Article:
Table 2: GRADE evidence profile for the effect of community-based suicide prevention programs, including screening for depression, on the incidence of suicide
Quality assessmentNo. of patients/person- yearsEffectQualityImportance
No. of studiesDesignRisk of biasInconsistencyIndirectnessImprecisionOther considerationsScreening
(older persons)
ControlRelative
(95% CI)
Absolute
Overall (follow-up 4–20 yr; assessed with community-based depression screening)
51721ObservationalNo serious risk of bias*No serious inconsistency†Very serious‡No serious imprecision§None¶65/70 053
(0.09%)
145/113324
(0.13%)
RRR 0.50 (0.32–0.78)1 fewer per 1000 (range 0 fewer to 1 fewer)Very lowCritical

Note: CI = confidence interval, RRR = ratio of rate ratios. 
*The quality assessment tools identified a few concerns (e.g., selection of non-exposed cohort, blinding and reporting of withdrawals and drop-outs); however, the evidence was not downgraded for these reasons.
†Heterogeneity statistics were not significant: τ2 = 0.05, χ2 = 5.04, df = 4 (p = 0.28); I2 = 2%.
‡Directness was downgraded because of concerns about population characteristics. The included papers all involved older populations in rural areas of Japan, which are unlikely to be representative of Canadians at average or high risk for depression. Directness was downgraded further because of concerns regarding community-based screening for depression: The studies included in the analysis evaluated the effectiveness of community-based programs to screen for depression, which incorporated screening for depression, follow-up with mental health care or psychiatric treatment, and health education in the community setting. As such, any observed reduction in suicide rates could not be attributed solely to the screening component of these programs.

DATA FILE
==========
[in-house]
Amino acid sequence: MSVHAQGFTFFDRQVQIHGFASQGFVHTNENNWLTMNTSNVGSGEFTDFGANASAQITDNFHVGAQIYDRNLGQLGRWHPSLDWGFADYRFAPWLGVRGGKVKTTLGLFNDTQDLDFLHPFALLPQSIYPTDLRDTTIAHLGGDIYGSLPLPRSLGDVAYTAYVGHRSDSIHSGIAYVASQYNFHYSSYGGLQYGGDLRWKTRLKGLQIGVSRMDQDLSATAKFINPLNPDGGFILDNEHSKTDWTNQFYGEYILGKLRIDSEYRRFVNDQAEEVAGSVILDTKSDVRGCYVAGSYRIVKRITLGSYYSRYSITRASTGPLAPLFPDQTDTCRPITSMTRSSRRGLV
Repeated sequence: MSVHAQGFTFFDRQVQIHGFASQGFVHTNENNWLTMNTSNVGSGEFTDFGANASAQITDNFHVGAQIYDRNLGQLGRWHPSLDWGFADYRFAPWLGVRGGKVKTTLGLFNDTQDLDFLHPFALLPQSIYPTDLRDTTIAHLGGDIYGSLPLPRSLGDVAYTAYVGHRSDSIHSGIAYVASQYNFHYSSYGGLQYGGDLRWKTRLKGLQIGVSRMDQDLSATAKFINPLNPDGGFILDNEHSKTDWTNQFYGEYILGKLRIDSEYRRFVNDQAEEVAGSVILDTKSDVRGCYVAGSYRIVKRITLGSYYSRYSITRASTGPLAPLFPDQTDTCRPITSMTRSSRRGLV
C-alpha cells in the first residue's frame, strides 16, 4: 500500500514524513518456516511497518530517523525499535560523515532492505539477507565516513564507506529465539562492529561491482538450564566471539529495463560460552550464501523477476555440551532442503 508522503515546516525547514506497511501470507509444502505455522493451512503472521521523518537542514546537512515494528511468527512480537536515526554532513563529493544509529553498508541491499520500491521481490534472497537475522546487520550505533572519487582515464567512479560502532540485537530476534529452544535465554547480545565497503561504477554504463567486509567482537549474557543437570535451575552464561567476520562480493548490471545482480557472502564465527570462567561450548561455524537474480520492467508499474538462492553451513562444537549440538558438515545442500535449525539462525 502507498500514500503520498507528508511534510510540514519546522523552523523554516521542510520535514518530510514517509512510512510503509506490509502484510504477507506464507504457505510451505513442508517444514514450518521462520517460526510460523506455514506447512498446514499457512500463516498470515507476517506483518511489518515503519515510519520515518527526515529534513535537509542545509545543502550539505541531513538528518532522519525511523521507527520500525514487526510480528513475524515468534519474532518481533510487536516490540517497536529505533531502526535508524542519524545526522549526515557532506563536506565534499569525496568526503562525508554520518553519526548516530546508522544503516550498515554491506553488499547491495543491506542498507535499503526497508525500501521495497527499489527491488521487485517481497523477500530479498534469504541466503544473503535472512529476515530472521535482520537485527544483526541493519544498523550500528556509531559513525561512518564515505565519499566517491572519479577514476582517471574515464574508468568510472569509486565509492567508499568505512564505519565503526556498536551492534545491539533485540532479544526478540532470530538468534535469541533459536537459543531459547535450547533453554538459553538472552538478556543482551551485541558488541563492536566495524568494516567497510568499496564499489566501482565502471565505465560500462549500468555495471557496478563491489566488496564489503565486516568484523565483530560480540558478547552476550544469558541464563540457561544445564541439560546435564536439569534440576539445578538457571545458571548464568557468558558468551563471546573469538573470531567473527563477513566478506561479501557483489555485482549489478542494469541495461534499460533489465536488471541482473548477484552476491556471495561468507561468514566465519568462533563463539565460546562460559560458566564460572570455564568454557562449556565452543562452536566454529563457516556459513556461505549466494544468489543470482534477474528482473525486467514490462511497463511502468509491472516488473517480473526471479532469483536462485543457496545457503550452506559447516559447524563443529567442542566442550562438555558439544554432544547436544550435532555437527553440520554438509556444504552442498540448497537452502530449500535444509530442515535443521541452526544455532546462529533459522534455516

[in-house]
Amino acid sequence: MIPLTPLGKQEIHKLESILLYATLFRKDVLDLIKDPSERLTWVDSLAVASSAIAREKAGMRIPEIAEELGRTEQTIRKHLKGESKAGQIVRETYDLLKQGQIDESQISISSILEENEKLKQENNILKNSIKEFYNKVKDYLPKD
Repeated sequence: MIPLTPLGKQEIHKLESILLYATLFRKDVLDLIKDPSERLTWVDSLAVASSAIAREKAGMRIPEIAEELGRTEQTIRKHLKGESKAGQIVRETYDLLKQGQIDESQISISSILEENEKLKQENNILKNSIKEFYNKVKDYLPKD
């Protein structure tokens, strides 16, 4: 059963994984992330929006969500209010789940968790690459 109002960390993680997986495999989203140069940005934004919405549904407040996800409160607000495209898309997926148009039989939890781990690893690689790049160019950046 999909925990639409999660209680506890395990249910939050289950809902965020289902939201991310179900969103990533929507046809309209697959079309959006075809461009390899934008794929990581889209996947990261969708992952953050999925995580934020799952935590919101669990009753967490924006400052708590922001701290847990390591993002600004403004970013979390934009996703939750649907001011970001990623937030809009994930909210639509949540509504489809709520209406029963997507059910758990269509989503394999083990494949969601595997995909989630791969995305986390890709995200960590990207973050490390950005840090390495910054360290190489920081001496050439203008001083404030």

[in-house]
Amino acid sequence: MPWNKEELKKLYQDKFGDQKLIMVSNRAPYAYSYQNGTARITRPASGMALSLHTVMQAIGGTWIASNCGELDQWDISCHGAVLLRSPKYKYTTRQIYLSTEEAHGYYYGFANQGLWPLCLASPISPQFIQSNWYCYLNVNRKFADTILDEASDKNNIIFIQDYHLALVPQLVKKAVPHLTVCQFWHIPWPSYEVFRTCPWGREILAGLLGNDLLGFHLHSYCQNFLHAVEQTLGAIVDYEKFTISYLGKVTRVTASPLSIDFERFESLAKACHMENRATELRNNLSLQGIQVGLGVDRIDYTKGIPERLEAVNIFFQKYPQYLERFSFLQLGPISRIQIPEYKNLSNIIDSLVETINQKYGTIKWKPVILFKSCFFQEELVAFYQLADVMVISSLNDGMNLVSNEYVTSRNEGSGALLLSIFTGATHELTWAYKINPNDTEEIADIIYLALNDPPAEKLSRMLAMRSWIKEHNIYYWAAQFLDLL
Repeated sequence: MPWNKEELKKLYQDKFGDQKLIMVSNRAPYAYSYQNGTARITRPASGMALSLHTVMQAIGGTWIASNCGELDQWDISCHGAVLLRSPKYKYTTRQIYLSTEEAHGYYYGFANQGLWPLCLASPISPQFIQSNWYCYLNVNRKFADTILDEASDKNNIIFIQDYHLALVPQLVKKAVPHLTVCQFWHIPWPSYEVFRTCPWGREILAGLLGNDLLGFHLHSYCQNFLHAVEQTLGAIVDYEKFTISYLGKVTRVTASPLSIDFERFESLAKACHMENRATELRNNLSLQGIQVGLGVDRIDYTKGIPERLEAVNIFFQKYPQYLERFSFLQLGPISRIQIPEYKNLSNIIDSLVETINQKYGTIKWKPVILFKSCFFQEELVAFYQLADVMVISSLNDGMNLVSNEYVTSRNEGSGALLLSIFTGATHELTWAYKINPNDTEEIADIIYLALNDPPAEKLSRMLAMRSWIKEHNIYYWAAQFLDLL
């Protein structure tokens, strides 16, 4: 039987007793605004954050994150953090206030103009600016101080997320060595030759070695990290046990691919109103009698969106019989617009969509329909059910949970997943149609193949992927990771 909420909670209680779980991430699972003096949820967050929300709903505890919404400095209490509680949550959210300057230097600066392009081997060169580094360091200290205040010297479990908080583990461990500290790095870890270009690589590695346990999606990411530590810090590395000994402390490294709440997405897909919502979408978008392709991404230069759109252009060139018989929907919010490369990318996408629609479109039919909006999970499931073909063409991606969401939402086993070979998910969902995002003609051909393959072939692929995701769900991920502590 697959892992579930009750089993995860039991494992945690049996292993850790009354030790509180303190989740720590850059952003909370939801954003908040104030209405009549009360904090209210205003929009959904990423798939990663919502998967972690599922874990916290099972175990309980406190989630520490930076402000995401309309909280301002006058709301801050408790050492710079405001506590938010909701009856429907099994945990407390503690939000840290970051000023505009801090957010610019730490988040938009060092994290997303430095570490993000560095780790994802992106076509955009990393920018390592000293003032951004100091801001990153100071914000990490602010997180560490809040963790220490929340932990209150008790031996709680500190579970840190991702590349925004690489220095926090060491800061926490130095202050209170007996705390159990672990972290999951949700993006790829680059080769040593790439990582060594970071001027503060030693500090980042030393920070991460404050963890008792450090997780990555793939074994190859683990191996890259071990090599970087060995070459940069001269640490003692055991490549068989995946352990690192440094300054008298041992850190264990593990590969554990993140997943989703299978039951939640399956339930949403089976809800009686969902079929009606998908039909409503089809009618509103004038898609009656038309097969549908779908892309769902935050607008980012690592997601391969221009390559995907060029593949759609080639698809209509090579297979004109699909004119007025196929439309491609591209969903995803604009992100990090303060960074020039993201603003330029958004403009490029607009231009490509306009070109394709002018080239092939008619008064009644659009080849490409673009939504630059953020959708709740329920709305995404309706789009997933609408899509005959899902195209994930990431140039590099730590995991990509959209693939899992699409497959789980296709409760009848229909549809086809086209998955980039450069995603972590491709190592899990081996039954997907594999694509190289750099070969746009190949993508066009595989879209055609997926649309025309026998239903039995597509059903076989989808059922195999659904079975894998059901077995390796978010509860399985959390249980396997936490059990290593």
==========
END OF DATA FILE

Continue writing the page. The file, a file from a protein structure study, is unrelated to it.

§The number of events was small (< 300, which is the threshold rule-of-thumb value for dichotomous outcomes); however, with regard to the specific outcome, the evidence was not downgraded.
¶Funnel plot of the comparison indicated potential asymmetry and thus potential publication bias. However, the number of papers (n = 5) was too small to assess publication bias with confidence (≥ 10 papers being the threshold rule-of-thumb value).